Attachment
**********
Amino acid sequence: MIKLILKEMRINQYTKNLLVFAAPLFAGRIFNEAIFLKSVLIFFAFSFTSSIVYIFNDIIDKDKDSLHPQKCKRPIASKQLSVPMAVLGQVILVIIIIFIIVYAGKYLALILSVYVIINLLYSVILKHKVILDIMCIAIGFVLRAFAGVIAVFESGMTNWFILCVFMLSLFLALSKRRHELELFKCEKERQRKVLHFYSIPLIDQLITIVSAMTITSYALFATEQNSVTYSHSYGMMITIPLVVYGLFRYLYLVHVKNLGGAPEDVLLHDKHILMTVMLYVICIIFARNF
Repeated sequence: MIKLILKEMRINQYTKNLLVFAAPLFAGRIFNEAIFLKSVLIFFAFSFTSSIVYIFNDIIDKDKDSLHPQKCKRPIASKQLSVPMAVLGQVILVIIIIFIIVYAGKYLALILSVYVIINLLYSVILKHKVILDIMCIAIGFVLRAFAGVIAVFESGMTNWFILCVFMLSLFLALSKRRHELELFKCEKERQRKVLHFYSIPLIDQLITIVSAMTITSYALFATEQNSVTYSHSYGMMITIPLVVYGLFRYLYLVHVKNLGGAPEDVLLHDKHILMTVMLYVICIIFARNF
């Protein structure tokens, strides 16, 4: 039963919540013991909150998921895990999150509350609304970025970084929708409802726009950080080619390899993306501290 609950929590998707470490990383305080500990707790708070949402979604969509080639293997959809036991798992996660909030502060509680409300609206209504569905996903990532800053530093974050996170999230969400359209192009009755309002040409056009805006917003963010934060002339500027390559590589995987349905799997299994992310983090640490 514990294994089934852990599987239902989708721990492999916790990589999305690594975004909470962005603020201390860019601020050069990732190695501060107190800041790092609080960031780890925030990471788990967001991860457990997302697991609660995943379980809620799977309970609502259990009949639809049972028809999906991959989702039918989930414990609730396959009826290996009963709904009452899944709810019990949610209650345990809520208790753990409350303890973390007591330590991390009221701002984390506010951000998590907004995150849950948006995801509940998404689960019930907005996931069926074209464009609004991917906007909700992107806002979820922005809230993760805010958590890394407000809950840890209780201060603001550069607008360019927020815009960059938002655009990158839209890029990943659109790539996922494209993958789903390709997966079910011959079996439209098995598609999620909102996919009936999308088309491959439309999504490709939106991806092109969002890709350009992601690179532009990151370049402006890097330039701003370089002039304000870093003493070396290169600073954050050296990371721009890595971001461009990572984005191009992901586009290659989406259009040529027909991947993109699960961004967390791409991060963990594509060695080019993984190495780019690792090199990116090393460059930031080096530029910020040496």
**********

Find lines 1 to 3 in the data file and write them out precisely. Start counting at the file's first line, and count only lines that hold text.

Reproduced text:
Amino acid sequence: MIKLILKEMRINQYTKNLLVFAAPLFAGRIFNEAIFLKSVLIFFAFSFTSSIVYIFNDIIDKDKDSLHPQKCKRPIASKQLSVPMAVLGQVILVIIIIFIIVYAGKYLALILSVYVIINLLYSVILKHKVILDIMCIAIGFVLRAFAGVIAVFESGMTNWFILCVFMLSLFLALSKRRHELELFKCEKERQRKVLHFYSIPLIDQLITIVSAMTITSYALFATEQNSVTYSHSYGMMITIPLVVYGLFRYLYLVHVKNLGGAPEDVLLHDKHILMTVMLYVICIIFARNF
Repeated sequence: MIKLILKEMRINQYTKNLLVFAAPLFAGRIFNEAIFLKSVLIFFAFSFTSSIVYIFNDIIDKDKDSLHPQKCKRPIASKQLSVPMAVLGQVILVIIIIFIIVYAGKYLALILSVYVIINLLYSVILKHKVILDIMCIAIGFVLRAFAGVIAVFESGMTNWFILCVFMLSLFLALSKRRHELELFKCEKERQRKVLHFYSIPLIDQLITIVSAMTITSYALFATEQNSVTYSHSYGMMITIPLVVYGLFRYLYLVHVKNLGGAPEDVLLHDKHILMTVMLYVICIIFARNF
């Protein structure tokens, strides 16, 4: 039963919540013991909150998921895990999150509350609304970025970084929708409802726009950080080619390899993306501290 609950929590998707470490990383305080500990707790708070949402979604969509080639293997959809036991798992996660909030502060509680409300609206209504569905996903990532800053530093974050996170999230969400359209192009009755309002040409056009805006917003963010934060002339500027390559590589995987349905799997299994992310983090640490 514990294994089934852990599987239902989708721990492999916790990589999305690594975004909470962005603020201390860019601020050069990732190695501060107190800041790092609080960031780890925030990471788990967001991860457990997302697991609660995943379980809620799977309970609502259990009949639809049972028809999906991959989702039918989930414990609730396959009826290996009963709904009452899944709810019990949610209650345990809520208790753990409350303890973390007591330590991390009221701002984390506010951000998590907004995150849950948006995801509940998404689960019930907005996931069926074209464009609004991917906007909700992107806002979820922005809230993760805010958590890394407000809950840890209780201060603001550069607008360019927020815009960059938002655009990158839209890029990943659109790539996922494209993958789903390709997966079910011959079996439209098995598609999620909102996919009936999308088309491959439309999504490709939106991806092109969002890709350009992601690179532009990151370049402006890097330039701003370089002039304000870093003493070396290169600073954050050296990371721009890595971001461009990572984005191009992901586009290659989406259009040529027909991947993109699960961004967390791409991060963990594509060695080019993984190495780019690792090199990116090393460059930031080096530029910020040496």